While Al-Shibli expressed belief that it would be ” stupid for the opposition to engage in dialogue of any sort with Al-Assad’s regime because there should be no dialogue except on the mechanism of the transfer of power and halting bloodshed,” Umar Idlibi, member of the National Council and spokesman for the local coordination committees in Syria, told Asharq Al-Awsat that “the talk about a new invitation for dialogue is meaningless and has come too late.” He recalled that “the regime has spoken since the first week of the eruption of the popular movements about a comprehensive dialogue with all strata of the opposition without implementing any of its promises.”

Idlibi pointed out that “there is a clear confusion by the regime in administering its crisis,” explaining that Syrian foreign minister Walid “Al-Muallim’s call for holding an Arab summit does not go in line with the charges he made to 18 countries that took part in issuing the decision,” stressing that “all the talk within this context is only an attempt to play for time and shows that the regime has fully lost its credibility.”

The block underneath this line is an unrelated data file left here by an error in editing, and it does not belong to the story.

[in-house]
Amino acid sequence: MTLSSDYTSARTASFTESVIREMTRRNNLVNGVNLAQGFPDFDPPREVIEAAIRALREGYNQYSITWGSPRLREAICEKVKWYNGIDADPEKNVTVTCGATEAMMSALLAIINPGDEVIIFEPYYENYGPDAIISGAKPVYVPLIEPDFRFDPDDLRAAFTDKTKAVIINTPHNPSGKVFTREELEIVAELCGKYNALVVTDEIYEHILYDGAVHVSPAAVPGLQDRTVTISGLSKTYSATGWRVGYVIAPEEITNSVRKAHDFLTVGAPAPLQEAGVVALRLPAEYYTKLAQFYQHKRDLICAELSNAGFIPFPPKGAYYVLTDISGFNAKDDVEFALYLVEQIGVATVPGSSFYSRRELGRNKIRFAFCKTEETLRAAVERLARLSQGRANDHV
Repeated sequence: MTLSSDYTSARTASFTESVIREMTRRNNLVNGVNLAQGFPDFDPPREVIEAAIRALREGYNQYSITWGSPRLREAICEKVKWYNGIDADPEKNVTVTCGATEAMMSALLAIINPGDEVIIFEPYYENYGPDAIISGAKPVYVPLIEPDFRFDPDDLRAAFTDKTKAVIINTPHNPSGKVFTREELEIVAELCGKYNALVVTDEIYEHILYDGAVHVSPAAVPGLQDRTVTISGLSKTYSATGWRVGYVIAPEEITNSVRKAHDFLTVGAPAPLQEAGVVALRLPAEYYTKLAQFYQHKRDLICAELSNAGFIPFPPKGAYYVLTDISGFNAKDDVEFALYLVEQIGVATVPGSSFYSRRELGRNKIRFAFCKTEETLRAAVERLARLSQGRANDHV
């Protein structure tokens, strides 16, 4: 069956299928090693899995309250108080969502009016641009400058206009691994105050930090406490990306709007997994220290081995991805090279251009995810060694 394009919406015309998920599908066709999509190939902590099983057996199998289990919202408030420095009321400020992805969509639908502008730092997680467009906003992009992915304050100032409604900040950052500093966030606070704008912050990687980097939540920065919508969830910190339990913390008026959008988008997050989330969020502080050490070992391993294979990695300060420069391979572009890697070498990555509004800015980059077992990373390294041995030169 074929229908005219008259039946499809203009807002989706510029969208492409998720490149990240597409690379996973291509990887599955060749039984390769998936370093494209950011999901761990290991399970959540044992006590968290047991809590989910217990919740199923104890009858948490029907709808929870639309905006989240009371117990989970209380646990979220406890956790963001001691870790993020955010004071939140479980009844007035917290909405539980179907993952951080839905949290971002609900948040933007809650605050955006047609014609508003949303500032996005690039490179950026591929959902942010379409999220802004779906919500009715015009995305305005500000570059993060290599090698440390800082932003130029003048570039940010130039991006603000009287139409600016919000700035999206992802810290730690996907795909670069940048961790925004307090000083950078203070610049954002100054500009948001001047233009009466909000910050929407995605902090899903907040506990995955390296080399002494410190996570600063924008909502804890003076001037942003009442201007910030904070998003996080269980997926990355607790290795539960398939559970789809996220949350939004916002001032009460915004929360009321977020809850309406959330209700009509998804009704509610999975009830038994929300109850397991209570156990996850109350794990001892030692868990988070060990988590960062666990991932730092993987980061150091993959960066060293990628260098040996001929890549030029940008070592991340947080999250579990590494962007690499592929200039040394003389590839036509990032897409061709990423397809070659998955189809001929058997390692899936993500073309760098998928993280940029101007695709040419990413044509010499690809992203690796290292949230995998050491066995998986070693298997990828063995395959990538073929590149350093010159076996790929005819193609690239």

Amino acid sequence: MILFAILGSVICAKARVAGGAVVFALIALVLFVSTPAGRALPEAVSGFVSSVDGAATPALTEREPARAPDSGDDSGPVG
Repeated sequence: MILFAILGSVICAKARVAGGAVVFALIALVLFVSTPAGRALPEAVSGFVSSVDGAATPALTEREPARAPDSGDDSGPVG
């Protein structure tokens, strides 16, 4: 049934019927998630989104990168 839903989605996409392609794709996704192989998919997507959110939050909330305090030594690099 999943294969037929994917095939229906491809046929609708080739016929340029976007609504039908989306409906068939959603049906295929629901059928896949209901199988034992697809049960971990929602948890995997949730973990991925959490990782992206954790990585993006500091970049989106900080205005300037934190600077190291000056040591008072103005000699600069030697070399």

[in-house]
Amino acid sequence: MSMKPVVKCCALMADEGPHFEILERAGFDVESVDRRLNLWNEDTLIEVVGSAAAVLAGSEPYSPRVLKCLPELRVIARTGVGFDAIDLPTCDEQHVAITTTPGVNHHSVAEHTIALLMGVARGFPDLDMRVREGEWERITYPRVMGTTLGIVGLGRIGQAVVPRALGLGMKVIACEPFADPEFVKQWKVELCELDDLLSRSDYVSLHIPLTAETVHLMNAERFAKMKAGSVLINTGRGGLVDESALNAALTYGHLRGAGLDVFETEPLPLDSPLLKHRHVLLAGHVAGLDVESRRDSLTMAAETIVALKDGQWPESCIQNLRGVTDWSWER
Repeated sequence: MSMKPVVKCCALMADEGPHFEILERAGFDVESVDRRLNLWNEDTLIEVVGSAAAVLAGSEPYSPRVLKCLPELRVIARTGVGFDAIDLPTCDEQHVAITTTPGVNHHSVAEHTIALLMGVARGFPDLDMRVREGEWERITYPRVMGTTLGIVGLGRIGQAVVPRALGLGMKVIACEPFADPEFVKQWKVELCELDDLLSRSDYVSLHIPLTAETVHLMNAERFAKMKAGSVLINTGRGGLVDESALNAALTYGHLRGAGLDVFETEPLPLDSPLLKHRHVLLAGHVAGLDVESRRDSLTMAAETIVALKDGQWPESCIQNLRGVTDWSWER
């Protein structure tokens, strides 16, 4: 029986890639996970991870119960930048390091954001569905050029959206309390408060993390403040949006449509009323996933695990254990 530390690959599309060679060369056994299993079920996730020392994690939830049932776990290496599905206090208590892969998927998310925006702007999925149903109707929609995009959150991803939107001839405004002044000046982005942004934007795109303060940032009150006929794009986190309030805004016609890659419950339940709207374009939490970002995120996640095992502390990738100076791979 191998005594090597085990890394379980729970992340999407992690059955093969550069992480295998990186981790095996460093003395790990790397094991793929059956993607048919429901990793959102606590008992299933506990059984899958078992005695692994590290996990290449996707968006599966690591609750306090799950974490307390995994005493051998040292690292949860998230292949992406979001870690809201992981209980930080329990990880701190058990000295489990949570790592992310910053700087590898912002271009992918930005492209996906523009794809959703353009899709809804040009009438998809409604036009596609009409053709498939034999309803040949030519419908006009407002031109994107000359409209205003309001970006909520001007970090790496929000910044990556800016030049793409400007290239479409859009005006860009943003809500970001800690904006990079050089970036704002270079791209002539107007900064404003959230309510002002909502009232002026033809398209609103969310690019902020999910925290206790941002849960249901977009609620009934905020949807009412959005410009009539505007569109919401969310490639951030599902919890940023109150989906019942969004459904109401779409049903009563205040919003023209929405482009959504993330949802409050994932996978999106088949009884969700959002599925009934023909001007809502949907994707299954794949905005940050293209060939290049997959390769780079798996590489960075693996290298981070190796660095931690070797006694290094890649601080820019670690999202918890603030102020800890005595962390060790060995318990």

National Council member Adib al-Shishakli did not differ with what his two colleagues have said. In a statement to Asharq Al-Awsat, he expressed belief that “Russia has a political stand it is trying to sell,” and expected that “Russia would change its position that supports the regime after the Arabs adopted a firm decision because Moscow would not relinquish its relations with the Arab countries for the sake of Syria.” Al-Shishakli emphasized that “we have become used to the falsehood and hypocrisy of the regime,” and said that “there is a sort of loss and confusion within the framework of the attempt to find a way out for their crisis, and I think they will never find it.”